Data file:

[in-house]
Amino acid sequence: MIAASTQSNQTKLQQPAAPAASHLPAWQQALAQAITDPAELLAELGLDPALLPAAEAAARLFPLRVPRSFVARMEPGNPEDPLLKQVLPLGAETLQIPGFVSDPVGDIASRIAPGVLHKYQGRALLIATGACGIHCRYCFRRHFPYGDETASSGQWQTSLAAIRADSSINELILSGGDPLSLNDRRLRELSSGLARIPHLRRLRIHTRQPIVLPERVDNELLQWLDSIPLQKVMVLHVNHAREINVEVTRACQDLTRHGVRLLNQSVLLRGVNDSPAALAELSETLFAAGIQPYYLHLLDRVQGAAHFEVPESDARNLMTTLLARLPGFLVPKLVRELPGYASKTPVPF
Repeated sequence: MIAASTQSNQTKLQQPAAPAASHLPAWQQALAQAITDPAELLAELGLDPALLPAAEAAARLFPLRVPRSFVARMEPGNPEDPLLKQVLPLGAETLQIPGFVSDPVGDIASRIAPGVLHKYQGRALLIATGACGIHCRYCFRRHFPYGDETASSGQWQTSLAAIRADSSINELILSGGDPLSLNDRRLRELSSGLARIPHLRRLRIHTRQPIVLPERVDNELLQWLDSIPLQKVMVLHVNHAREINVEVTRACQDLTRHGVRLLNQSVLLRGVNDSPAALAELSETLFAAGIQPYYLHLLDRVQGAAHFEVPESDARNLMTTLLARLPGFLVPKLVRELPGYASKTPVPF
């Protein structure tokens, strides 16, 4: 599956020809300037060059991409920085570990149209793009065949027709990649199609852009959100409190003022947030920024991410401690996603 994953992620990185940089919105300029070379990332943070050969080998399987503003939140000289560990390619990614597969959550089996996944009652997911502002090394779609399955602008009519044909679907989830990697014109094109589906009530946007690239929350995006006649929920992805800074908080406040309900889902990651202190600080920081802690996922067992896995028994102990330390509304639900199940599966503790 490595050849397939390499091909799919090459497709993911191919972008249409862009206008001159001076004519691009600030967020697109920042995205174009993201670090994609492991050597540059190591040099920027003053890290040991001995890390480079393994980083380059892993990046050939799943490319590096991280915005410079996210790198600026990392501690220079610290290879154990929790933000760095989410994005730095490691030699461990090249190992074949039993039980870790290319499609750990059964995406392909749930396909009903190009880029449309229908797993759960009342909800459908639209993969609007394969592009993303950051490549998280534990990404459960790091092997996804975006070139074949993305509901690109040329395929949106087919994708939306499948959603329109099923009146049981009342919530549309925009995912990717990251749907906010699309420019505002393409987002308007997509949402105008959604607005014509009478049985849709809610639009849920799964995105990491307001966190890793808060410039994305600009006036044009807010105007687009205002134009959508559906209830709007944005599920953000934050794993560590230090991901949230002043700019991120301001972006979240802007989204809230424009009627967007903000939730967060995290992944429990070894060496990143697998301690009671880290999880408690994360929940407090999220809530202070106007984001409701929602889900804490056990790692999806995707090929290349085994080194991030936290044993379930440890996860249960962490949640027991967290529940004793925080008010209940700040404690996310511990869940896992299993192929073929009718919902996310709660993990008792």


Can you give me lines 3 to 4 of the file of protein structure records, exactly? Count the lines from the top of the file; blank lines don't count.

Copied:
Repeated sequence: MIAASTQSNQTKLQQPAAPAASHLPAWQQALAQAITDPAELLAELGLDPALLPAAEAAARLFPLRVPRSFVARMEPGNPEDPLLKQVLPLGAETLQIPGFVSDPVGDIASRIAPGVLHKYQGRALLIATGACGIHCRYCFRRHFPYGDETASSGQWQTSLAAIRADSSINELILSGGDPLSLNDRRLRELSSGLARIPHLRRLRIHTRQPIVLPERVDNELLQWLDSIPLQKVMVLHVNHAREINVEVTRACQDLTRHGVRLLNQSVLLRGVNDSPAALAELSETLFAAGIQPYYLHLLDRVQGAAHFEVPESDARNLMTTLLARLPGFLVPKLVRELPGYASKTPVPF
């Protein structure tokens, strides 16, 4: 599956020809300037060059991409920085570990149209793009065949027709990649199609852009959100409190003022947030920024991410401690996603 994953992620990185940089919105300029070379990332943070050969080998399987503003939140000289560990390619990614597969959550089996996944009652997911502002090394779609399955602008009519044909679907989830990697014109094109589906009530946007690239929350995006006649929920992805800074908080406040309900889902990651202190600080920081802690996922067992896995028994102990330390509304639900199940599966503790 490595050849397939390499091909799919090459497709993911191919972008249409862009206008001159001076004519691009600030967020697109920042995205174009993201670090994609492991050597540059190591040099920027003053890290040991001995890390480079393994980083380059892993990046050939799943490319590096991280915005410079996210790198600026990392501690220079610290290879154990929790933000760095989410994005730095490691030699461990090249190992074949039993039980870790290319499609750990059964995406392909749930396909009903190009880029449309229908797993759960009342909800459908639209993969609007394969592009993303950051490549998280534990990404459960790091092997996804975006070139074949993305509901690109040329395929949106087919994708939306499948959603329109099923009146049981009342919530549309925009995912990717990251749907906010699309420019505002393409987002308007997509949402105008959604607005014509009478049985849709809610639009849920799964995105990491307001966190890793808060410039994305600009006036044009807010105007687009205002134009959508559906209830709007944005599920953000934050794993560590230090991901949230002043700019991120301001972006979240802007989204809230424009009627967007903000939730967060995290992944429990070894060496990143697998301690009671880290999880408690994360929940407090999220809530202070106007984001409701929602889900804490056990790692999806995707090929290349085994080194991030936290044993379930440890996860249960962490949640027991967290529940004793925080008010209940700040404690996310511990869940896992299993192929073929009718919902996310709660993990008792």